Labour wards not for straightforward births' says NICE

By Michelle Roberts
Health editor, BBC News online

  • Published
pregnant womanImage source, SPL

Healthy women experiencing a "straightforward" pregnancy should be encouraged to give birth in a midwife-led unit rather than a traditional labour ward, draft advice says.

The guidelines from NICE - the National Institute for Health and Care Excellence - say a home birth may be just as safe for low-risk pregnancies.

Hospital labour wards with doctors should be for difficult cases, it says.

Otherwise there is a danger of over-intervention, according to NICE.

The Royal College of Obstetricians and Gynaecologists said it supported the recommendations, as long as issues around emergency back-up options and the assessment of pregnancy risk were ironed out.

The Royal College of Midwives said more investment in midwifery would be needed to implement the changes.

Currently, some women do not have this choice of where they give birth, says the RCM.

Best evidence

Image source, SPL
Image caption,
Women should have a choice about where they give birth, says NICE

NICE said new evidence had come to light that meant it needed to update its recommendations for England and Wales.

Previously, it had said that women should be given the choice of where they wanted to give birth but urged caution about home births and deliveries in midwife-led units.

Now NICE says there is good evidence that, overall, birth is very safe wherever it happens.

The Birthplace study - the largest carried out into the safety of different maternity settings, involving almost 65,000 births in England - found midwife-led care was just as safe as doctor-led hospital care for low-risk deliveries.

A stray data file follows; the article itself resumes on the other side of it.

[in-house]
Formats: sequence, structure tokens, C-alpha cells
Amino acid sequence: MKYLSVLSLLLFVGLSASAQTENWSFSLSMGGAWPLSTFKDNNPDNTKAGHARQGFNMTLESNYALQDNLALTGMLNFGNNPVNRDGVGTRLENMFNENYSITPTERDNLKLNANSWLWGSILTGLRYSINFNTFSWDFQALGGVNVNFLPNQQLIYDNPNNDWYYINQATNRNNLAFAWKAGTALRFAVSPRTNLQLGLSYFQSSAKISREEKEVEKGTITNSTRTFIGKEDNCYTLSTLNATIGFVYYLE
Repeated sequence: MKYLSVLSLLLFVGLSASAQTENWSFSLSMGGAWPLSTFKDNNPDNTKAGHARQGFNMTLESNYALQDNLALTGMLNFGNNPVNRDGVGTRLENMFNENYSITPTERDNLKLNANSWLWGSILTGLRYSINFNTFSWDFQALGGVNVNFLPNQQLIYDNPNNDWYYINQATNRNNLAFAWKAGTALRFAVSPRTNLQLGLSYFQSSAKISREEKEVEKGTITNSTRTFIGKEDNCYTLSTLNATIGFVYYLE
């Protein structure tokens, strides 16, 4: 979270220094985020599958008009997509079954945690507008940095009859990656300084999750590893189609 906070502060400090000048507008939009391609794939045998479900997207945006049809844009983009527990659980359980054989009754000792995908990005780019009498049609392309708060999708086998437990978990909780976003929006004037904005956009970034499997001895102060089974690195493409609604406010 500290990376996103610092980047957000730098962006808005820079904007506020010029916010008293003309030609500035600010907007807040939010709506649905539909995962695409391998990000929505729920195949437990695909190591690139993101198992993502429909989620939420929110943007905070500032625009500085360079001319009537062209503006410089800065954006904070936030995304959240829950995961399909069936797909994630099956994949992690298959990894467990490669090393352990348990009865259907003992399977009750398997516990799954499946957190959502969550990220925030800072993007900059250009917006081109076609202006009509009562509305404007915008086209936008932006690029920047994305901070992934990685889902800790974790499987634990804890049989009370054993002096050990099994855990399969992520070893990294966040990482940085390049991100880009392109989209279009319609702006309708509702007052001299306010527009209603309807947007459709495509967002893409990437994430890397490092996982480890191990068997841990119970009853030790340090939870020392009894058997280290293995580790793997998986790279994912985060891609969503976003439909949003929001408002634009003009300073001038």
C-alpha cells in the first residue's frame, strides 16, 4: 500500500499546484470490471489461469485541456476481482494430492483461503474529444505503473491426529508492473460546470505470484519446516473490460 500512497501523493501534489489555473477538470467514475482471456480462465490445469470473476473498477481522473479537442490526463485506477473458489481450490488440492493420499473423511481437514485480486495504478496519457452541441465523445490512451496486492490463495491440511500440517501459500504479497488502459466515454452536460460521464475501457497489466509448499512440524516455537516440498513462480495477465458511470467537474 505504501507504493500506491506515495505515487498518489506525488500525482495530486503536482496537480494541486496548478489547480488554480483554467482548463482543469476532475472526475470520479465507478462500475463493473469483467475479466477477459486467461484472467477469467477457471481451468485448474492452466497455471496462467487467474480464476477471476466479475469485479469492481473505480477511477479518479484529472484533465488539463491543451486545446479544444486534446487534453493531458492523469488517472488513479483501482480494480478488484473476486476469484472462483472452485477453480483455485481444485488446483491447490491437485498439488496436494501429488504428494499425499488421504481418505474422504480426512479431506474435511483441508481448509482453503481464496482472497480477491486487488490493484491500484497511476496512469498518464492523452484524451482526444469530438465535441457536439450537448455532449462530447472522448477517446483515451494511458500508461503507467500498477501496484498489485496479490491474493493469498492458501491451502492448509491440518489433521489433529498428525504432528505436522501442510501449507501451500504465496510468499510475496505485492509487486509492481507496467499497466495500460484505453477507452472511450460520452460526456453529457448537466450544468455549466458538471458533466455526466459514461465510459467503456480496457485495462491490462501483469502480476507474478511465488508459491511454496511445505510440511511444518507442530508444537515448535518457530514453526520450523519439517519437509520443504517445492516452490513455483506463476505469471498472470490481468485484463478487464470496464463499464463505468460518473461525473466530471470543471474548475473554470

Media caption,

Royal College of Midwives' Louise Silverton: "Many more" midwives needed for new guidelines

A home birth carried a higher risk for first-time mothers the risk of harm was still small - less than one in every 100 deliveries.

Home births were just as safe as other settings for low-risk pregnant women who already had at least one child.

Personal choice

Christine Carson, clinical guideline programme director for NICE, said: "Every woman should ultimately have the freedom to choose where she wants to give birth and be supported in her choice.

"We're pleased we are now able to propose more definite advice to help pregnant women choose the best option for them. We now want to hear what others think so that we can ensure the final, updated guidance will promote the safest possible care for women and their babies."

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The National Childbirth Trust said the draft guidance should be put into practice as soon as possible, but must be backed up by enough midwives with sufficient resources for women to have a real choice.

The Royal College of Obstetricians and Gynaecologists (RCOG) said: "We support choice for low-risk women who have had successful previous births to give birth at home, provided transport arrangements are in place for hospital transfer in the event of an emergency or should there be a request for pain relief.

"Based on the findings from research, there are issues around the risk assessment of pregnant women and the RCOG is in favour of alongside midwifery units (AMUs) for women who may need multi-disciplinary care during delivery."

AMUs are located at a hospital that also has a labour ward.

Some 729,000 babies were born in England and Wales during 2012 - a rise of about 20% from 2002.

About 15 women in every 100 have an unplanned caesarean, although this varies around the country. Ten in every 100 births are planned caesareans.

About two in every 100 deliveries are home births.

Approximately 40 in every 100 deliveries are "normal" births - women who spontaneously go into labour and do not require any real intervention other than support and pain relief.

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